It's Renteria's first of the regular season as the Cubs' 53rd manager, and he will lead a ballclub that isn't expected to contend in the National League Central. Don't tell Renteria that. His message to the players Monday was that he believes in them. His goal? To reach for the stars.

"For any team to reach for the stars is to win the World Series," Renteria said. "I don't think you can attain that unless you talk about it and are working through what you need to do to get there. I'm not afraid to talk about it. That's what we want to do -- the Cubs want to win a World Series. Everybody talks about how we haven't, and that's fine, but I want to win a World Series, and [the players] want to win a World Series.

"There's no team that comes out in April that doesn't think it has a chance to come out and get to the World Series and possibly win it," he said. "If you don't feel that and don't think that, then you shouldn't be playing. We're here to win and we're going to give it our best shot."

Cubs president of baseball operations Theo Epstein is just as optimistic.

"I think our goal is to surprise some people," Epstein said. "I don't think expectations are that high externally, and we have a tough schedule early so we can certainly turn the narrative on its head by going out and having a good first month of the season."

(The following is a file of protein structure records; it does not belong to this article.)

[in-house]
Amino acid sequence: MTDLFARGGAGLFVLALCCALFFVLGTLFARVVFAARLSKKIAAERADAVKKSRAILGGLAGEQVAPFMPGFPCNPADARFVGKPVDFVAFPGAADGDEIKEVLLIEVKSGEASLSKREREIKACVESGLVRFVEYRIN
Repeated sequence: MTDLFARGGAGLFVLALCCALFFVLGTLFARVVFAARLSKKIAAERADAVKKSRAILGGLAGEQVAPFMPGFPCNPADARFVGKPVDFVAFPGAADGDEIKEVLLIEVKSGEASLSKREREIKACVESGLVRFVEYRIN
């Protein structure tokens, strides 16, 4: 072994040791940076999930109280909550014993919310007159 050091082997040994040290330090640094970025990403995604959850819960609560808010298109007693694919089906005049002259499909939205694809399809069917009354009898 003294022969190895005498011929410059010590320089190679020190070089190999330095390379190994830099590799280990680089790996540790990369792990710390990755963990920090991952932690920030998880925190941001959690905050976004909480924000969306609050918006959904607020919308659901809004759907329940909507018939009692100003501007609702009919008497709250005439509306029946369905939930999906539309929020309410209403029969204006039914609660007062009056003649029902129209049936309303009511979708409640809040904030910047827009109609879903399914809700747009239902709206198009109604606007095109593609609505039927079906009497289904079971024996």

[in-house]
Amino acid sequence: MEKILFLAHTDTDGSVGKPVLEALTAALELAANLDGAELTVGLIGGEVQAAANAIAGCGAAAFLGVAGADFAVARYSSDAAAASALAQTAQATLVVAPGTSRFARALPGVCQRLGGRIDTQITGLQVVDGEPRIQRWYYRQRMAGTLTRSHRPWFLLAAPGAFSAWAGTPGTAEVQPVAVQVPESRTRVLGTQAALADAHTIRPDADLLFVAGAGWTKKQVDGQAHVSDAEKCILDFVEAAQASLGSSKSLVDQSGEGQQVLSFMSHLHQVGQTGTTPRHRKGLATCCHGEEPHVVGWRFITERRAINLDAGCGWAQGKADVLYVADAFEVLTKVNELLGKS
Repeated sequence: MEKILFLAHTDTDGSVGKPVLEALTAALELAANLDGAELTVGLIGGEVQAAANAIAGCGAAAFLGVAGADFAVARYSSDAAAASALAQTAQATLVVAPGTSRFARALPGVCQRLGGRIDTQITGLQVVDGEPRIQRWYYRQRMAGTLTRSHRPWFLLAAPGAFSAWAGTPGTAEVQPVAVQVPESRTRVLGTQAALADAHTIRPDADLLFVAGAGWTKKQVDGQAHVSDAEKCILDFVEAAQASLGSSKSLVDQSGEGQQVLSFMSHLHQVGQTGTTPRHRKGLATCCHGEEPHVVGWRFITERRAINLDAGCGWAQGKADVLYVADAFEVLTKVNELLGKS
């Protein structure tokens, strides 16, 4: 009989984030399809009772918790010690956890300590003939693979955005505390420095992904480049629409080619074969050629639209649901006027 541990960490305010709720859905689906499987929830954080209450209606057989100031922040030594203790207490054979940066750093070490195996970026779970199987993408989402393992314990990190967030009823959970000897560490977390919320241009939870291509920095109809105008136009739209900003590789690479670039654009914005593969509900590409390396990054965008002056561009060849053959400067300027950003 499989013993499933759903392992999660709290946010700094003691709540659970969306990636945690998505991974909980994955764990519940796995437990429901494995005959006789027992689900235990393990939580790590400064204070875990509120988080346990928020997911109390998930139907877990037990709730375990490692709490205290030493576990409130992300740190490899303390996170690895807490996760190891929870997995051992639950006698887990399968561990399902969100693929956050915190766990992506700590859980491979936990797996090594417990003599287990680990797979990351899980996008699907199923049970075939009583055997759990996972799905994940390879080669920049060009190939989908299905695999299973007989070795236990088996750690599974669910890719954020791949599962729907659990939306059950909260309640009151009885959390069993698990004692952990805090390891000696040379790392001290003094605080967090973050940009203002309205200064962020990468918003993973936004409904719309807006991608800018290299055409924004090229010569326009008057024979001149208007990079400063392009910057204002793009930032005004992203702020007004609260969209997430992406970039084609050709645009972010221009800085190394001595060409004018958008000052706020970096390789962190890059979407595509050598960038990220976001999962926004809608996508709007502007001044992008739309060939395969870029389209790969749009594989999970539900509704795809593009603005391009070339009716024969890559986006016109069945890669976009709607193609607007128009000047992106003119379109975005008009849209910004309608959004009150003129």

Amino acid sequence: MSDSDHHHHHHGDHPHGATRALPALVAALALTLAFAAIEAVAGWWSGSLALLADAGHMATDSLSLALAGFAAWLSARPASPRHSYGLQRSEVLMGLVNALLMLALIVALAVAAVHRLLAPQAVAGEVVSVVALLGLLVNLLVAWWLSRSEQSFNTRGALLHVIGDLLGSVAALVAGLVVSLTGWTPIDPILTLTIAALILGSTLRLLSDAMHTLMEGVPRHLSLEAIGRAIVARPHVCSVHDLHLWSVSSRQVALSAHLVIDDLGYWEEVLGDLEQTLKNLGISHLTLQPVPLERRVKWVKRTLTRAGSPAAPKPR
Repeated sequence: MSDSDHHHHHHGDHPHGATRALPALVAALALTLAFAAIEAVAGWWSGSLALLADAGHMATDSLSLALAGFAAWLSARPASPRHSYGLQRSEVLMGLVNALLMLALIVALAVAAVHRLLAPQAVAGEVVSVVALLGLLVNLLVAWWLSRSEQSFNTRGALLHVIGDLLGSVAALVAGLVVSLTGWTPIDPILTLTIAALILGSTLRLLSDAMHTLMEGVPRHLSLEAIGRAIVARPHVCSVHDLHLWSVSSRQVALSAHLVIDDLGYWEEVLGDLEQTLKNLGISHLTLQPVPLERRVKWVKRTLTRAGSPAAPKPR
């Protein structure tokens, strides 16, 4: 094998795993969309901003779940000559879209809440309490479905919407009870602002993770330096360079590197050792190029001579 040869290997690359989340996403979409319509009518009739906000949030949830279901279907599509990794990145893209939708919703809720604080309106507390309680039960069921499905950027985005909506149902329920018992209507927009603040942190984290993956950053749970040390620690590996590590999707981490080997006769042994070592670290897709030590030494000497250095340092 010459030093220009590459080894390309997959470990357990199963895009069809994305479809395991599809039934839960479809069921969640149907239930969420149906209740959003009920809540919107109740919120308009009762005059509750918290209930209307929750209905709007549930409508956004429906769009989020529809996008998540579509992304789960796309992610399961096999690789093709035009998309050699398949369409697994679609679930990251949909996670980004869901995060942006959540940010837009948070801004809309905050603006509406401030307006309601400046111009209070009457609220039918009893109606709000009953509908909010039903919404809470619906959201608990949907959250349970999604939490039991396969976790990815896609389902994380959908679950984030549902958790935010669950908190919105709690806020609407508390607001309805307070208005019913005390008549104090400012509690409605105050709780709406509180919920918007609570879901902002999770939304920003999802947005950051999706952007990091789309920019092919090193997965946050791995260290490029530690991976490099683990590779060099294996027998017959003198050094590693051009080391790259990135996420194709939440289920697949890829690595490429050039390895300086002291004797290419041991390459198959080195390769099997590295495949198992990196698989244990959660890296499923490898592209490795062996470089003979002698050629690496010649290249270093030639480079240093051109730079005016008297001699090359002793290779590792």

Playing the Pirates is appropriate for Renteria. He started his career as a player with the team in 1986.

"It's kind of surreal, I guess," Renteria said. "All in all, it's just baseball."

Epstein hopes Cubs surprise the doubters

"The only standard that matters is wins and losses," Theo Epstein said.

PITTSBURGH -- Cubs president of baseball operations Theo Epstein had to face some tough questions at the Cubs Convention. He knows fans are impatient, and losing 197 games over the last two seasons hasn't helped the mood.

"I think most [fans] are [on board] and some aren't, and the ones who aren't, I don't hold it against them," Epstein said Monday. "Baseball is best enjoyed that day and watching the team in front of you play, and we haven't been good enough, judging by that standard.